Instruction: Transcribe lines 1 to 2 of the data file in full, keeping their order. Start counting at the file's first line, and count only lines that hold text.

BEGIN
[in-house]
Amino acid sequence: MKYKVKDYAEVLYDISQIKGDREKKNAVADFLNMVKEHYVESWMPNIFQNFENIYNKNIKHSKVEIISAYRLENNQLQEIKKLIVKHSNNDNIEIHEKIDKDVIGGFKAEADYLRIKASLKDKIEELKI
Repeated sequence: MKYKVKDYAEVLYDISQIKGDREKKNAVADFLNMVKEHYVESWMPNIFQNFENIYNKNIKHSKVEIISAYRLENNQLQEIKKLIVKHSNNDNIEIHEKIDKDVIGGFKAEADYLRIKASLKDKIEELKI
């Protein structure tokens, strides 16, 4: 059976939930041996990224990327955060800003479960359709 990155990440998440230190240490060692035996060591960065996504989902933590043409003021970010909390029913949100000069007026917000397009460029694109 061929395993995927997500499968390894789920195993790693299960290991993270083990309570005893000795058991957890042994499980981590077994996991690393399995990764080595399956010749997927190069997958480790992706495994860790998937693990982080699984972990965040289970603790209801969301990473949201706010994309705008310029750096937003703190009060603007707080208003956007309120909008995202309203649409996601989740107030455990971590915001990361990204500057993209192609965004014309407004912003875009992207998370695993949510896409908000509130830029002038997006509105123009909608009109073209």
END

[in-house]
Amino acid sequence: MKYKVKDYAEVLYDISQIKGDREKKNAVADFLNMVKEHYVESWMPNIFQNFENIYNKNIKHSKVEIISAYRLENNQLQEIKKLIVKHSNNDNIEIHEKIDKDVIGGFKAEADYLRIKASLKDKIEELKI